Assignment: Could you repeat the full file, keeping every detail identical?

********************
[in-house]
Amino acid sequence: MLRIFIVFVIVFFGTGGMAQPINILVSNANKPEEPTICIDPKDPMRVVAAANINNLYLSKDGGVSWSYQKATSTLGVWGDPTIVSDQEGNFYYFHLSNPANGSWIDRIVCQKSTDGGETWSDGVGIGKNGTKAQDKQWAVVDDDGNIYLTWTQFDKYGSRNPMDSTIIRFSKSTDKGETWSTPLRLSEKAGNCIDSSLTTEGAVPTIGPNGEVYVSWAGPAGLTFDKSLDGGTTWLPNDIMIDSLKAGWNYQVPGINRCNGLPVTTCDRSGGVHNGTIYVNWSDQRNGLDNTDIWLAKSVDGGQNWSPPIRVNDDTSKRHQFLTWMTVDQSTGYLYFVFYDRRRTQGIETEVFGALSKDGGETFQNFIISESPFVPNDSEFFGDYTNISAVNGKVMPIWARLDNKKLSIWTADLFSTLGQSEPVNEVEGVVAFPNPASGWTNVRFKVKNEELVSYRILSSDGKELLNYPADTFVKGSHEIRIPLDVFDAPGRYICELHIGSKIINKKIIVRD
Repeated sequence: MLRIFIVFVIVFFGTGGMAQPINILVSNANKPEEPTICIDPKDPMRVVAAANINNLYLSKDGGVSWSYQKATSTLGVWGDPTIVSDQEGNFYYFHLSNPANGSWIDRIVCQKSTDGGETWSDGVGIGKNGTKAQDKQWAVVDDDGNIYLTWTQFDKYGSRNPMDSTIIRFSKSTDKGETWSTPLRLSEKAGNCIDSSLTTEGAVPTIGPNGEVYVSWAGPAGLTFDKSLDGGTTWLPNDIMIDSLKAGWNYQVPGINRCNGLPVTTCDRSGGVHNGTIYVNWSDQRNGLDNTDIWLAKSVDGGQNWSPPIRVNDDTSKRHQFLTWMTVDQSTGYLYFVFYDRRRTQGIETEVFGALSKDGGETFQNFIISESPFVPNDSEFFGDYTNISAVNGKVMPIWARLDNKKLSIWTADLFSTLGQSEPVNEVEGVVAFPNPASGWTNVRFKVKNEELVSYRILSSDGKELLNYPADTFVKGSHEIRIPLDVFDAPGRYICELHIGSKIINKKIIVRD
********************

[in-house]
Amino acid sequence: MLRIFIVFVIVFFGTGGMAQPINILVSNANKPEEPTICIDPKDPMRVVAAANINNLYLSKDGGVSWSYQKATSTLGVWGDPTIVSDQEGNFYYFHLSNPANGSWIDRIVCQKSTDGGETWSDGVGIGKNGTKAQDKQWAVVDDDGNIYLTWTQFDKYGSRNPMDSTIIRFSKSTDKGETWSTPLRLSEKAGNCIDSSLTTEGAVPTIGPNGEVYVSWAGPAGLTFDKSLDGGTTWLPNDIMIDSLKAGWNYQVPGINRCNGLPVTTCDRSGGVHNGTIYVNWSDQRNGLDNTDIWLAKSVDGGQNWSPPIRVNDDTSKRHQFLTWMTVDQSTGYLYFVFYDRRRTQGIETEVFGALSKDGGETFQNFIISESPFVPNDSEFFGDYTNISAVNGKVMPIWARLDNKKLSIWTADLFSTLGQSEPVNEVEGVVAFPNPASGWTNVRFKVKNEELVSYRILSSDGKELLNYPADTFVKGSHEIRIPLDVFDAPGRYICELHIGSKIINKKIIVRD
Repeated sequence: MLRIFIVFVIVFFGTGGMAQPINILVSNANKPEEPTICIDPKDPMRVVAAANINNLYLSKDGGVSWSYQKATSTLGVWGDPTIVSDQEGNFYYFHLSNPANGSWIDRIVCQKSTDGGETWSDGVGIGKNGTKAQDKQWAVVDDDGNIYLTWTQFDKYGSRNPMDSTIIRFSKSTDKGETWSTPLRLSEKAGNCIDSSLTTEGAVPTIGPNGEVYVSWAGPAGLTFDKSLDGGTTWLPNDIMIDSLKAGWNYQVPGINRCNGLPVTTCDRSGGVHNGTIYVNWSDQRNGLDNTDIWLAKSVDGGQNWSPPIRVNDDTSKRHQFLTWMTVDQSTGYLYFVFYDRRRTQGIETEVFGALSKDGGETFQNFIISESPFVPNDSEFFGDYTNISAVNGKVMPIWARLDNKKLSIWTADLFSTLGQSEPVNEVEGVVAFPNPASGWTNVRFKVKNEELVSYRILSSDGKELLNYPADTFVKGSHEIRIPLDVFDAPGRYICELHIGSKIINKKIIVRD